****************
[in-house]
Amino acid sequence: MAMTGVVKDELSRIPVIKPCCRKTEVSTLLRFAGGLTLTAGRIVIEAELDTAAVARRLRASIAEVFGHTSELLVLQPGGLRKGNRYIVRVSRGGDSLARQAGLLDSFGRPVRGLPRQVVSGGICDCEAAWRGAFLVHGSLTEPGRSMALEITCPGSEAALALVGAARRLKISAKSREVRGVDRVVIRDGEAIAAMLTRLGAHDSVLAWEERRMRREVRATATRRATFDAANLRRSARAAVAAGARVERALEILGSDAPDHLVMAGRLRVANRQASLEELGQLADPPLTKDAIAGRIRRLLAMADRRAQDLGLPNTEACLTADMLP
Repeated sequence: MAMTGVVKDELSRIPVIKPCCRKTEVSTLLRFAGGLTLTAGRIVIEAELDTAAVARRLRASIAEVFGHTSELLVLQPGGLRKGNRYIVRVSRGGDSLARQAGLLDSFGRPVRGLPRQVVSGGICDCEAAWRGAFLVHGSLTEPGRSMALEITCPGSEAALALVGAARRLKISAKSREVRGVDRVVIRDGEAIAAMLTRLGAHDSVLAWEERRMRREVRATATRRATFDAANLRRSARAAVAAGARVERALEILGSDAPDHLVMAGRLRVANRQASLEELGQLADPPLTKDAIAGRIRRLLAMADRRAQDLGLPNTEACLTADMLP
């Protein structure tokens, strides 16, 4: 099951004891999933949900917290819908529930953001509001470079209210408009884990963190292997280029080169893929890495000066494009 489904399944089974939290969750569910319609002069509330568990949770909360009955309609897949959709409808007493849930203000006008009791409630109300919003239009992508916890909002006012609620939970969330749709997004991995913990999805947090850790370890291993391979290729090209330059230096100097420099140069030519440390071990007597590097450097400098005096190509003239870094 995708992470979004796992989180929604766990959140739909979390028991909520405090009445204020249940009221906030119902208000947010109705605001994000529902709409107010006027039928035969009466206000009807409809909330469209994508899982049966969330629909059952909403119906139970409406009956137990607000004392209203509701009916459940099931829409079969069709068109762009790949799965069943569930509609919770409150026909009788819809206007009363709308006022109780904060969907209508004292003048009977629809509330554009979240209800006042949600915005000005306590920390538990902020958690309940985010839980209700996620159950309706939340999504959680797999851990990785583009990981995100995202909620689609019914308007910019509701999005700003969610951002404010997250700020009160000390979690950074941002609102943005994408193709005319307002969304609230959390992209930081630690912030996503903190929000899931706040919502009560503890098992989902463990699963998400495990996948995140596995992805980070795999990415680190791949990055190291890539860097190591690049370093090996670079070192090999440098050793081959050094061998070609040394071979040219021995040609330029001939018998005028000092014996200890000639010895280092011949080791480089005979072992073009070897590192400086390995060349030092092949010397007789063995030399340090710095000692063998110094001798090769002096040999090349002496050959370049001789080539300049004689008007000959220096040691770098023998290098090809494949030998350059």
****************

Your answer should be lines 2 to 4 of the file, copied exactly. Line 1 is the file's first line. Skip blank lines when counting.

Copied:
Amino acid sequence: MAMTGVVKDELSRIPVIKPCCRKTEVSTLLRFAGGLTLTAGRIVIEAELDTAAVARRLRASIAEVFGHTSELLVLQPGGLRKGNRYIVRVSRGGDSLARQAGLLDSFGRPVRGLPRQVVSGGICDCEAAWRGAFLVHGSLTEPGRSMALEITCPGSEAALALVGAARRLKISAKSREVRGVDRVVIRDGEAIAAMLTRLGAHDSVLAWEERRMRREVRATATRRATFDAANLRRSARAAVAAGARVERALEILGSDAPDHLVMAGRLRVANRQASLEELGQLADPPLTKDAIAGRIRRLLAMADRRAQDLGLPNTEACLTADMLP
Repeated sequence: MAMTGVVKDELSRIPVIKPCCRKTEVSTLLRFAGGLTLTAGRIVIEAELDTAAVARRLRASIAEVFGHTSELLVLQPGGLRKGNRYIVRVSRGGDSLARQAGLLDSFGRPVRGLPRQVVSGGICDCEAAWRGAFLVHGSLTEPGRSMALEITCPGSEAALALVGAARRLKISAKSREVRGVDRVVIRDGEAIAAMLTRLGAHDSVLAWEERRMRREVRATATRRATFDAANLRRSARAAVAAGARVERALEILGSDAPDHLVMAGRLRVANRQASLEELGQLADPPLTKDAIAGRIRRLLAMADRRAQDLGLPNTEACLTADMLP
């Protein structure tokens, strides 16, 4: 099951004891999933949900917290819908529930953001509001470079209210408009884990963190292997280029080169893929890495000066494009 489904399944089974939290969750569910319609002069509330568990949770909360009955309609897949959709409808007493849930203000006008009791409630109300919003239009992508916890909002006012609620939970969330749709997004991995913990999805947090850790370890291993391979290729090209330059230096100097420099140069030519440390071990007597590097450097400098005096190509003239870094 995708992470979004796992989180929604766990959140739909979390028991909520405090009445204020249940009221906030119902208000947010109705605001994000529902709409107010006027039928035969009466206000009807409809909330469209994508899982049966969330629909059952909403119906139970409406009956137990607000004392209203509701009916459940099931829409079969069709068109762009790949799965069943569930509609919770409150026909009788819809206007009363709308006022109780904060969907209508004292003048009977629809509330554009979240209800006042949600915005000005306590920390538990902020958690309940985010839980209700996620159950309706939340999504959680797999851990990785583009990981995100995202909620689609019914308007910019509701999005700003969610951002404010997250700020009160000390979690950074941002609102943005994408193709005319307002969304609230959390992209930081630690912030996503903190929000899931706040919502009560503890098992989902463990699963998400495990996948995140596995992805980070795999990415680190791949990055190291890539860097190591690049370093090996670079070192090999440098050793081959050094061998070609040394071979040219021995040609330029001939018998005028000092014996200890000639010895280092011949080791480089005979072992073009070897590192400086390995060349030092092949010397007789063995030399340090710095000692063998110094001798090769002096040999090349002496050959370049001789080539300049004689008007000959220096040691770098023998290098090809494949030998350059």